Sabrina Valle and David Biller – Bloomberg, 03/30/2016
Raquel Varjao, an advertising professional in Sao Paulo, had just picked up her 7-year-old daughter from school when three passing motorists cursed her. The offense: wearing a red shirt.
“They felt entitled to verbally attack me and in front of her,” the 35-year-old mother said after dressing recently in the color associated with President Dilma Rousseff’s Workers’ Party. “Why do ideological disagreements need to get to this point?”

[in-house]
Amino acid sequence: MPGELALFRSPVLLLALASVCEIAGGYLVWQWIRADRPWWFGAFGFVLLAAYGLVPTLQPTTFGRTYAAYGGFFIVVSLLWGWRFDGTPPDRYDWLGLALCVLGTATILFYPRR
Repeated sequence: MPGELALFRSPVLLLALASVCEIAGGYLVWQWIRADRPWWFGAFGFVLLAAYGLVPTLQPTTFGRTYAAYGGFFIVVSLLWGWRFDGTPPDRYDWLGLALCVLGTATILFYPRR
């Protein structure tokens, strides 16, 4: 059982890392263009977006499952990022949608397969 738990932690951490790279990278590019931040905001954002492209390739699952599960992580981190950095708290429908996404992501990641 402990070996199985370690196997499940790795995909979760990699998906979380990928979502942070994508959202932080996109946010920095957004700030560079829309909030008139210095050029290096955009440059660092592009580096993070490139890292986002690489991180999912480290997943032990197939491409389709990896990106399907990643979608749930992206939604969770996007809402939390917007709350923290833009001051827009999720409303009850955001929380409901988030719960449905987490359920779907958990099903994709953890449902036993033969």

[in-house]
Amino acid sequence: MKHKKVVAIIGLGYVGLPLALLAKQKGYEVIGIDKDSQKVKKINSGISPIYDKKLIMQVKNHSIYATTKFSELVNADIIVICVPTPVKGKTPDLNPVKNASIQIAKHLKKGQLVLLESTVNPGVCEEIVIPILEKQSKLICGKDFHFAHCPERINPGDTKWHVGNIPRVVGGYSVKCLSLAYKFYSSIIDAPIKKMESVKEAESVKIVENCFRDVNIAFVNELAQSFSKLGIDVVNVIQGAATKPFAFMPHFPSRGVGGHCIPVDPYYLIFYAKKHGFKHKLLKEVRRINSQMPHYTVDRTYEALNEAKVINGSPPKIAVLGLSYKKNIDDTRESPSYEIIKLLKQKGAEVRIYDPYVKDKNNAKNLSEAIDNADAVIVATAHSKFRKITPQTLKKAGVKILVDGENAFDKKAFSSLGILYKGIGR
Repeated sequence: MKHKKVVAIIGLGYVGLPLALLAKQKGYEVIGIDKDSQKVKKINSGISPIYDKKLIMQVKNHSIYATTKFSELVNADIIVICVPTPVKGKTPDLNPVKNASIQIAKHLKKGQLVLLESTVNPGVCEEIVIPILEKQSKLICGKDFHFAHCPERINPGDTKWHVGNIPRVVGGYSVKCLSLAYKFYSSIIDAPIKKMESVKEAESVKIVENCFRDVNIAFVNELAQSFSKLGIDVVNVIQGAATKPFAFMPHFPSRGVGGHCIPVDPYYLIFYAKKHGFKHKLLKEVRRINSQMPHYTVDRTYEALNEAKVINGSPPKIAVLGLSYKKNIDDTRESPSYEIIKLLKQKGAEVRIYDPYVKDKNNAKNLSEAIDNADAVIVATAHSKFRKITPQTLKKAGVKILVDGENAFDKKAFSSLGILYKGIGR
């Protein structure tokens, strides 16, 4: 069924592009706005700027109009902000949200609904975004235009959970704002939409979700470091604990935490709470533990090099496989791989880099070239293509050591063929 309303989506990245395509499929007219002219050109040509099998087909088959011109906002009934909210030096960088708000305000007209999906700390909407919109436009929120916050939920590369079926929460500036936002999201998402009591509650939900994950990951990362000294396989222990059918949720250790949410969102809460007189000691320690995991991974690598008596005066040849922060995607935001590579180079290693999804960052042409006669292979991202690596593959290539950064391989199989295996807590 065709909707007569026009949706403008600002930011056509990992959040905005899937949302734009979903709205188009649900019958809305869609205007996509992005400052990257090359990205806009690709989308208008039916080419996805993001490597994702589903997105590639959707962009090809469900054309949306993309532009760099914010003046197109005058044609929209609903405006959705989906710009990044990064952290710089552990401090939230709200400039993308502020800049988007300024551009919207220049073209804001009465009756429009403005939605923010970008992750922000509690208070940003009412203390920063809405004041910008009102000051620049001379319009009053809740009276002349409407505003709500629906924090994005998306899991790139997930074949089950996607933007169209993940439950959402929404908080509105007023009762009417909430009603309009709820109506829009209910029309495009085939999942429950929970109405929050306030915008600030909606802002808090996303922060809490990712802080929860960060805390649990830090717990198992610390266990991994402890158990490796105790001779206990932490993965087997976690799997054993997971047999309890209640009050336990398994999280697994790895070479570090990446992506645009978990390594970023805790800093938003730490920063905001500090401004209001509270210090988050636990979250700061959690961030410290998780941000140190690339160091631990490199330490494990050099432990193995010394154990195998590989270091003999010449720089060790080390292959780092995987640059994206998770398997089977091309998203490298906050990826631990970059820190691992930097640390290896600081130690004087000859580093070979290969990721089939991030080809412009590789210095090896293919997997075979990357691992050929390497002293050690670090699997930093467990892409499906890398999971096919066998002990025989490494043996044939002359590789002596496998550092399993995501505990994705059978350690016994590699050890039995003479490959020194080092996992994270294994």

Rousseff’s impeachment saga is disrupting the rhythm of everyday life across Brazil, a nation with a largely peaceful history and political tolerance since its return to democracy in 1985. In barrooms, chat rooms and above all on the streets, the debate over her possible ouster is growing more hostile and bringing latent class and partisan divisions back to the fore.